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How Do Millennials View Your Dealership as an Employer?

Posted by James Patrick Kahler on February 19, 2016

Dealership as an employer .jpg

Whether you want to accept it or not, the next wave of talent in today’s workforce are the millennials. According to a recent article published by Automotive News, “The percentage of millennials working in dealerships rose to 31 percent from 27 percent a year earlier. Close to half of all new dealership hires in 2014 were millennials.”

While Gen Y continues to have a growing presence within the retail automotive workforce, dealerships are having a hard time retaining them.

In 2014, the annualized turnover rate in the average car dealership’s sales department was 72 percent, an increase of six percentage points from a year earlier,” says Automotive News.

So this group of young employees is the growing workforce at dealerships, yet rooftops are having trouble keeping them. Therefore, it’s critical to think about how millennials view your dealership as an employer and how you might be able to make that perception better. 

Sometimes the best way combat turnover is with better hiring. If you hire the right people (those who truly want to work at your business and have the right skillset), then you’re more likely to retain them for a much longer time.

Getting to Know Your Gen Y Workers

Citing a 2016 survey conducted by Deloitte (a study which covers responses from nearly 8,000 millennials across the globe), here are the recent findings on how millennials think and behave in today’s workforce:

They want more responsibility:

  • “Supporting leadership ambitions builds loyalty (yes really!)”
  • “Being held accountable doesn’t reduce loyalty or satisfaction.”
  • “Strong sense of purpose, inclusiveness, and open communications are higher where employees intend to stay longer.”
  • “Three-quarters of millennials are confident and feel in control of their career paths.”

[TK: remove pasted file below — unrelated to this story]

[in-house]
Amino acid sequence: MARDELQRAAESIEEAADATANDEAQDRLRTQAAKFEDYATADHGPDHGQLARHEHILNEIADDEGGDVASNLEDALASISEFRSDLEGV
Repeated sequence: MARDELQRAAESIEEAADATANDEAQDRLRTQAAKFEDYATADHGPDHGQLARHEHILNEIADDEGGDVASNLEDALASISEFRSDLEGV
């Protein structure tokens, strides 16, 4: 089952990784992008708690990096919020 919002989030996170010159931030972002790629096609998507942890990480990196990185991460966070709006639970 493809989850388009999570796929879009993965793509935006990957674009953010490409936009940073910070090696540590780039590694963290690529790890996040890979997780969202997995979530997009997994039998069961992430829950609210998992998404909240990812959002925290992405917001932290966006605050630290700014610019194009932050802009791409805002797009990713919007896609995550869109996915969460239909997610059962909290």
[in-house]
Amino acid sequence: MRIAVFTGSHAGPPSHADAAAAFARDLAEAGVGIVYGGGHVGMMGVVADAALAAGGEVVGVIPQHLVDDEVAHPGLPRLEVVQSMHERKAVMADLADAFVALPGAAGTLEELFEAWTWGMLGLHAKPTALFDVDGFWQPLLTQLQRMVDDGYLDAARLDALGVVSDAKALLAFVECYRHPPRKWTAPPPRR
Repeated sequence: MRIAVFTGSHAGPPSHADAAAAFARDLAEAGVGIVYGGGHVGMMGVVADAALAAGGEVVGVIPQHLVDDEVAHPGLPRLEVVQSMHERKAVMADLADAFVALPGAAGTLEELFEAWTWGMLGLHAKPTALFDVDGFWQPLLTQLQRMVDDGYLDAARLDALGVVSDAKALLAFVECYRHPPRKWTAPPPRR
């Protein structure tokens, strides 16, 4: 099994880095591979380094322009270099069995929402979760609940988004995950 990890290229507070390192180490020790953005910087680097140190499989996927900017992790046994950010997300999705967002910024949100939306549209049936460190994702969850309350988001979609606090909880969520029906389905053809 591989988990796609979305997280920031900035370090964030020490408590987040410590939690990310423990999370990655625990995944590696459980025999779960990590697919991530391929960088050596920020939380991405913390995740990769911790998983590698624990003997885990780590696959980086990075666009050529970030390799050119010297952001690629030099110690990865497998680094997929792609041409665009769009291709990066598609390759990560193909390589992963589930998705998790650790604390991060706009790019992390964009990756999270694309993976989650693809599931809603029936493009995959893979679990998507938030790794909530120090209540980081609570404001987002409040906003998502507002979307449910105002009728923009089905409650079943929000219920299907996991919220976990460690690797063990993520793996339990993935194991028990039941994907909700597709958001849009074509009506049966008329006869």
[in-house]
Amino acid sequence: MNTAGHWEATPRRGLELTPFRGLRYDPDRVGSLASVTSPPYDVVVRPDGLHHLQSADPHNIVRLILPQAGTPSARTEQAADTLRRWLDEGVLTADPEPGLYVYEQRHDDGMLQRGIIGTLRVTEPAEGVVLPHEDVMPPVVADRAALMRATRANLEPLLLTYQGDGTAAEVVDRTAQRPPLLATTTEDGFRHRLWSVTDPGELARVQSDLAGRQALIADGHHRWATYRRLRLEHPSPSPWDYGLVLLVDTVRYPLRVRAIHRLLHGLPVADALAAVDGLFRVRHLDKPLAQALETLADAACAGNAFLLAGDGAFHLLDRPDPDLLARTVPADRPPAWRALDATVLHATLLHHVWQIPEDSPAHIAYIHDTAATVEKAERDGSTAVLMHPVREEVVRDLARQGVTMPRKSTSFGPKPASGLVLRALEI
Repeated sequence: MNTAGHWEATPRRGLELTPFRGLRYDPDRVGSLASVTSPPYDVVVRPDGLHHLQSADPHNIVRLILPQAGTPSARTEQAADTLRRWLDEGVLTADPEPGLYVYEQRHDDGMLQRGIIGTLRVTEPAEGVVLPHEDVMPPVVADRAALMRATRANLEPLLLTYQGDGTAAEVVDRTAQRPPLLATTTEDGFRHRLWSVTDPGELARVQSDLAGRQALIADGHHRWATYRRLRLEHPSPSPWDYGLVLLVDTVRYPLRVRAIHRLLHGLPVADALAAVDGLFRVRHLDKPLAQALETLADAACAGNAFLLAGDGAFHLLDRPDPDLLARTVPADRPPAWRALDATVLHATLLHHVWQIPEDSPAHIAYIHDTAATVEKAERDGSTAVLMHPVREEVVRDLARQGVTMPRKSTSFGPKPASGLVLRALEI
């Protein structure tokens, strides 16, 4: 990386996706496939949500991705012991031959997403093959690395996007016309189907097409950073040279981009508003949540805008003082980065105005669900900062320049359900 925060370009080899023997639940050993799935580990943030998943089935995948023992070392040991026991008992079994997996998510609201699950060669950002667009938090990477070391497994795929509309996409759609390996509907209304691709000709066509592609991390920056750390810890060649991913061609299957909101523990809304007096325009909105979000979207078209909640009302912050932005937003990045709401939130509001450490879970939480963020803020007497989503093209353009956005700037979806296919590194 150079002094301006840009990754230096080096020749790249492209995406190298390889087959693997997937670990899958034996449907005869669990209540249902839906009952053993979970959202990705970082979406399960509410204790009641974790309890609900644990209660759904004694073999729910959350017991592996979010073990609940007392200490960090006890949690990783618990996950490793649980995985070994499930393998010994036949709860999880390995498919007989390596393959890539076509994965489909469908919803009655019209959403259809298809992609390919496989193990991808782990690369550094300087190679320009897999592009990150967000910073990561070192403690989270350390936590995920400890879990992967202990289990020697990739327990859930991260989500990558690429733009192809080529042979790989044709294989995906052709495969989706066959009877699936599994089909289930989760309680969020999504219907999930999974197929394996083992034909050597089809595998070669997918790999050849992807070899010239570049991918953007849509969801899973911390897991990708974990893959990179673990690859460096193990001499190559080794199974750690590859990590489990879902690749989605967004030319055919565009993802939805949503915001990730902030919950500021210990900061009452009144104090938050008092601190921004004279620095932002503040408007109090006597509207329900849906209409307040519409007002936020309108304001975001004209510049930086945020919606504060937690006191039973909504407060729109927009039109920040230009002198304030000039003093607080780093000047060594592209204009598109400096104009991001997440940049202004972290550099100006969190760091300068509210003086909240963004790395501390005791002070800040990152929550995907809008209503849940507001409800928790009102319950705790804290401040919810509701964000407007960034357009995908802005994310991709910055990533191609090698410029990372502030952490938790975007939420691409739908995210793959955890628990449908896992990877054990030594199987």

• “Those who feel in control appear to be a little more loyal.”

They care about their work:

  • “The values that support long-term business success are people treatment, ethics, and customer focus.”
  • “Personal values have the greatest influence on Millennials’ decision making.”
  • “Millennials would prioritize the sense of purpose around people rather than growth or profit maximization.”
  • “Millennials with a mentor are receiving good advice and feel somebody is interested in their professional development.”

They care about the work/life balance:

  • “Pay and financial benefits drive Millennials’ choice of organization more than anything else.”
  • In most markets, work/life balance comes before career progression when evaluating job opportunities.”
  • “Millennials would like more opportunities to work remotely—and think it will boost productivity.”

How to Keep Your Millennial Workers

It’s simple: if you want to retain your millennial talent before they head out the door for the next best offer, you have to learn how to work with them; not against them. Looking at this generation of employees as disposable talent will slowly hurt your business, (in many different areas) with one being the cost of turnover.

Here are some ways for business leaders can help keep millennials from leaving their company:

  • Provide a unique work culture that reflects millennial preferences
  • Let them know their work means something; show them purpose
  • Provide a flexible work-schedule that allows time for work/life balance
  • Offer stability via salary and benefits
  • Encourage individuality within a team environment
  • Give recognition when it’s due
  • Offer encouragement and mentorship, as opposed to giving orders and managing directly upfront

Looking to attract the right millennial talent to your dealership? See how you can refresh your career site to begin building a better team.

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James Patrick Kahler

About the Author

James Patrick Kahler is Hireology’s Copywriter & Content Specialist. He is a graduate of the E.W. Scripps School of Journalism at Ohio University and has over four years of professional experience writing for various industries. Outside of the office (and sometimes inside), he has a passion for comedy, advertising and his Cleveland sports teams…all of them.